print-only banner
The White House Skip Main Navigation
  
In Focus
News
News by Date
Appointments
Federal Facts
West Wing

 Home > News & Policies > June 2004

For Immediate Release
Office of the Press Secretary
June 3, 2004

Remarks by the President at a Joint Press Availability with Australian Prime Minister John Howard
The Rose Garden

Play Video  Video (Real)
Play Real Audio  Audio
photos  Photos

9:53 A.M. EDT

PRESIDENT BUSH: Good morning. Thanks for coming. A couple of opening statements and then we'll answer two questions from each side.

It is my honor to welcome, back to the White House, my friend, and our ally, Prime Minister John Howard. He is a close friend of mine. I appreciate the frequent discussions we have. I value his advice. I appreciate his clear vision.

Our two nations were allies in every major conflict of the last century. We've each lost citizens in the first war of the new century. I will never forget standing with the Prime Minister on September the 10th, 2001, the day before the world changed forever.

President George W. Bush participates in a joint media availability with Prime Minister of Australia John Howard in the Rose Garden Thursday, June 3, 2004.  White House photo by Joyce Naltchayan Americans will never forget the vicious attack in Bali which claimed the lives of dozens of innocent Australians. Today, Australians and Americans are standing together on the front lines of freedom. As members of the common coalition our two nations helped to free the people of Afghanistan and Iraq from the grip of tyranny. Today we're working together to help the Afghan and Iraqi people build free societies and prevent tyranny's return.

Today the Prime Minister and I discussed our coalition's progress in Iraq. That country took a major step two days ago when the new interim government was named. That government will assume full sovereignty later this month. Our coalition will remain in Iraq to help them along the path of freedom. The new Iraqi government's foremost task will be to prepare Iraq for a national election no later than January of next year. And to work with our coalition to provide the security that will make that election possible. A sovereign Iraq deserves the full support of the international community as it works to establish a representative and freely elected system of government in the months ahead.

We're working toward a new Security Council resolution that will express international support for Iraq's interim government, reaffirm the world's security commitment to the Iraqi people and encourage other U.N. members to join in the effort of building a free Iraq. I appreciate the Prime Minister's advice and support for the ongoing process. Today, I'll leave for Europe, and then we'll host the G8 Summit.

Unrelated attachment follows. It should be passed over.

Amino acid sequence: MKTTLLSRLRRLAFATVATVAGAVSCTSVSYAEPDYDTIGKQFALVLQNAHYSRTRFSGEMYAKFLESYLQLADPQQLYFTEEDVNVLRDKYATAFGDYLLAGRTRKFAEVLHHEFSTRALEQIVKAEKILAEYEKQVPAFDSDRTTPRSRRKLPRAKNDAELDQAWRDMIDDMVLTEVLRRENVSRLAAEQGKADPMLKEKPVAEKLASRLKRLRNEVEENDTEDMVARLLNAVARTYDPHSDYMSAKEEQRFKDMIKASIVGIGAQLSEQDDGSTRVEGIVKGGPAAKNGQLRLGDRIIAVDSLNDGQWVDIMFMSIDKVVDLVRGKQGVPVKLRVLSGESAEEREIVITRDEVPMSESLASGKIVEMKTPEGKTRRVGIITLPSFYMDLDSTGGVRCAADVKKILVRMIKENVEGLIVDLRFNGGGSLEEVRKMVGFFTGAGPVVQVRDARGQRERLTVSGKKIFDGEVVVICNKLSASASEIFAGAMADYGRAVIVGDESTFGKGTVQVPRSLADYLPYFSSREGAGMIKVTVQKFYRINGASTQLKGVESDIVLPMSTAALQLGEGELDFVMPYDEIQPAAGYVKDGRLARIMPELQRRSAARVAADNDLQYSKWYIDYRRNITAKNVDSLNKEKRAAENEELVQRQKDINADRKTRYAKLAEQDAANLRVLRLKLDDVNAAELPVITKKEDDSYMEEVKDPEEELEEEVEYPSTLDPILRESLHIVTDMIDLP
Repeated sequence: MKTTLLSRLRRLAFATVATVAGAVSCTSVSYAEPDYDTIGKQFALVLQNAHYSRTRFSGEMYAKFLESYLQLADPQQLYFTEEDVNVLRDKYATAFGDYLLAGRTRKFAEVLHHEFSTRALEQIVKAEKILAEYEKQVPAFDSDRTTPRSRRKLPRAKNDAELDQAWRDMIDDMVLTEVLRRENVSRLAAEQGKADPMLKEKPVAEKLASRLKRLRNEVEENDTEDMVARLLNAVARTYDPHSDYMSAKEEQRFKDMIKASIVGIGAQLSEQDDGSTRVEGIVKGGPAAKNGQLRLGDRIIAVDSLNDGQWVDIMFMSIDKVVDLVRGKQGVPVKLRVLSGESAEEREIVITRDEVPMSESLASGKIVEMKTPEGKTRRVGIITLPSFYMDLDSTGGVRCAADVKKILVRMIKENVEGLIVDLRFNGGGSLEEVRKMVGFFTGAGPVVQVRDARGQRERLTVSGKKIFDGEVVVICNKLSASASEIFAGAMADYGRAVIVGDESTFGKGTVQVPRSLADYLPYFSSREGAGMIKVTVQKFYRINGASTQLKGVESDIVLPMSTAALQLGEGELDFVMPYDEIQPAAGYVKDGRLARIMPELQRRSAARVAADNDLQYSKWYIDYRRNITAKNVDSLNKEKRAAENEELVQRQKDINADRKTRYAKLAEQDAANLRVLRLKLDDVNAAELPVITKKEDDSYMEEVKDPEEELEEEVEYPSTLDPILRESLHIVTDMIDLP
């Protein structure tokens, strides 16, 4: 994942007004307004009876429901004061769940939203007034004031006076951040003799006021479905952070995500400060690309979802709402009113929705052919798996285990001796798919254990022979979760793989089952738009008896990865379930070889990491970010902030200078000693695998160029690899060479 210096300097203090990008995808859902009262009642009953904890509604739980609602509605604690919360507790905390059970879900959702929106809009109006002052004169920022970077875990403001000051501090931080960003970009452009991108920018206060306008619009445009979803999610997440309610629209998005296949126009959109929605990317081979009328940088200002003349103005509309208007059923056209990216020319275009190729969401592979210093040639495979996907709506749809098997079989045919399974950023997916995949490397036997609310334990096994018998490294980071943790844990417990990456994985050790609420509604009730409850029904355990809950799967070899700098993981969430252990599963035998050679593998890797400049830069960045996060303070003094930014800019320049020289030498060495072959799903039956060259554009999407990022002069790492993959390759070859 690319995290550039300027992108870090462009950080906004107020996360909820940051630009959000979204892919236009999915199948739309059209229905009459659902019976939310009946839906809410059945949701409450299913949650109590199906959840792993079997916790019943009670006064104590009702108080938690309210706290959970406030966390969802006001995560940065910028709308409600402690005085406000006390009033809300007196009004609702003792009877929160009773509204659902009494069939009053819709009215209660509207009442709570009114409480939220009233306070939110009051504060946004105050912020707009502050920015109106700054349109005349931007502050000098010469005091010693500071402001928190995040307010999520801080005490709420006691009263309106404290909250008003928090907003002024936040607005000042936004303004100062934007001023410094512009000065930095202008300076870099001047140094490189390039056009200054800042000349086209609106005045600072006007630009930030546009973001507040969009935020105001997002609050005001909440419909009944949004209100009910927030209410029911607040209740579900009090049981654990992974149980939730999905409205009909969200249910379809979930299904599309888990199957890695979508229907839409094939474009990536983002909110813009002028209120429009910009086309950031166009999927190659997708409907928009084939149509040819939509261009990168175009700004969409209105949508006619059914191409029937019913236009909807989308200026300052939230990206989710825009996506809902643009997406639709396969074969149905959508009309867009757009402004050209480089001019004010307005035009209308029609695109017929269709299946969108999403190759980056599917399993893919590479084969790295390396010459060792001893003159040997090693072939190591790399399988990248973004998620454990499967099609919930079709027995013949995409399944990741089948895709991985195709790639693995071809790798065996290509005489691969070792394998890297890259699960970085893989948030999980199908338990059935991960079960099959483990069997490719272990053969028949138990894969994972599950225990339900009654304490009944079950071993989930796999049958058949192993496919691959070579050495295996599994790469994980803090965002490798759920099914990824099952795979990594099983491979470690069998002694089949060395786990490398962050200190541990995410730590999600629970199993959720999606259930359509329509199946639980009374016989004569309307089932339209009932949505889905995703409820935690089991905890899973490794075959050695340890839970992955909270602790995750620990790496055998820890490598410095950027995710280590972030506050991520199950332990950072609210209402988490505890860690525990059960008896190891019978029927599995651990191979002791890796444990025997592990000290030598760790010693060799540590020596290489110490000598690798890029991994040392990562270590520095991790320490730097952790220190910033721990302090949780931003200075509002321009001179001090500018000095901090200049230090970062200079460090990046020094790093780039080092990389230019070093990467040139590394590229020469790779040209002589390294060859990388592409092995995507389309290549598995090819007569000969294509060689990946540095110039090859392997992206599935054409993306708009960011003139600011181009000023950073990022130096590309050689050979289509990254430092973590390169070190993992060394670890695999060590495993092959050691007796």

I will continue to discuss with world leaders our common responsibility to help the new government of Iraq, and our common opportunity to help the -- advance the momentum of freedom in the broader Middle East. Freedom must succeed in Iraq. In the long run, the defeat of terror requires the triumph of hope. A free Iraq rising in the heart of the Middle East will show the people of that region a clear alternative to the bitterness that feeds terror. Freedom is the true foundation of stability, prosperity and peace. By working for freedom in the Middle East we make America, Australia and the world safer.

The United States and Australia are committed the principles of human dignity. Today, I assured the Prime Minister that my nation will conduct a full accounting of the cruel and disgraceful abuse of Iraqi detainees. He strongly reflected his government's and the Australian people's desires to make sure that the Australians being held in Guantanamo are not only treated fairly, but their cases are brought to finality. And I appreciated your candid discussion, Mr. Prime Minster.

President George W. Bush announces the resignation of CIA Director George Tenet upon his departure from the White House to Rome, Italy, Thursday, June 3, 2004.  White House photo by Joyce Naltchayan We also, of course, discussed issues that affect our economies. Just last month our two nations signed an important free trade agreement that would eliminate nearly all tariffs on manufactured goods, open international markets and deepen our strong economic ties. This agreement is good for both countries. And our Congress and the Australian Parliament should ratify the free trade agreement as soon as possible. I assured the Prime Minster that I'll work with leadership in the Congress, in our Congress, to move this agreement forward.